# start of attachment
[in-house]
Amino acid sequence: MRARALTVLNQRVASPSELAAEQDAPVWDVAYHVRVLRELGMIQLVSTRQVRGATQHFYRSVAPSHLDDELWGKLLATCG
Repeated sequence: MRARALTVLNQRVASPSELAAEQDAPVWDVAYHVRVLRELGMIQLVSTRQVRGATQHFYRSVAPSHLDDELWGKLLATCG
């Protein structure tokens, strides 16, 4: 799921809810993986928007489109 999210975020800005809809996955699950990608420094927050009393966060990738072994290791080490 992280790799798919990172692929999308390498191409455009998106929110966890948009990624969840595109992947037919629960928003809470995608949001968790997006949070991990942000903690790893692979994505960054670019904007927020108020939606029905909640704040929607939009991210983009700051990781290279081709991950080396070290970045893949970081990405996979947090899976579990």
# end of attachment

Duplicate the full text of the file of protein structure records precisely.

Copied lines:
[in-house]
Amino acid sequence: MRARALTVLNQRVASPSELAAEQDAPVWDVAYHVRVLRELGMIQLVSTRQVRGATQHFYRSVAPSHLDDELWGKLLATCG
Repeated sequence: MRARALTVLNQRVASPSELAAEQDAPVWDVAYHVRVLRELGMIQLVSTRQVRGATQHFYRSVAPSHLDDELWGKLLATCG
């Protein structure tokens, strides 16, 4: 799921809810993986928007489109 999210975020800005809809996955699950990608420094927050009393966060990738072994290791080490 992280790799798919990172692929999308390498191409455009998106929110966890948009990624969840595109992947037919629960928003809470995608949001968790997006949070991990942000903690790893692979994505960054670019904007927020108020939606029905909640704040929607939009991210983009700051990781290279081709991950080396070290970045893949970081990405996979947090899976579990």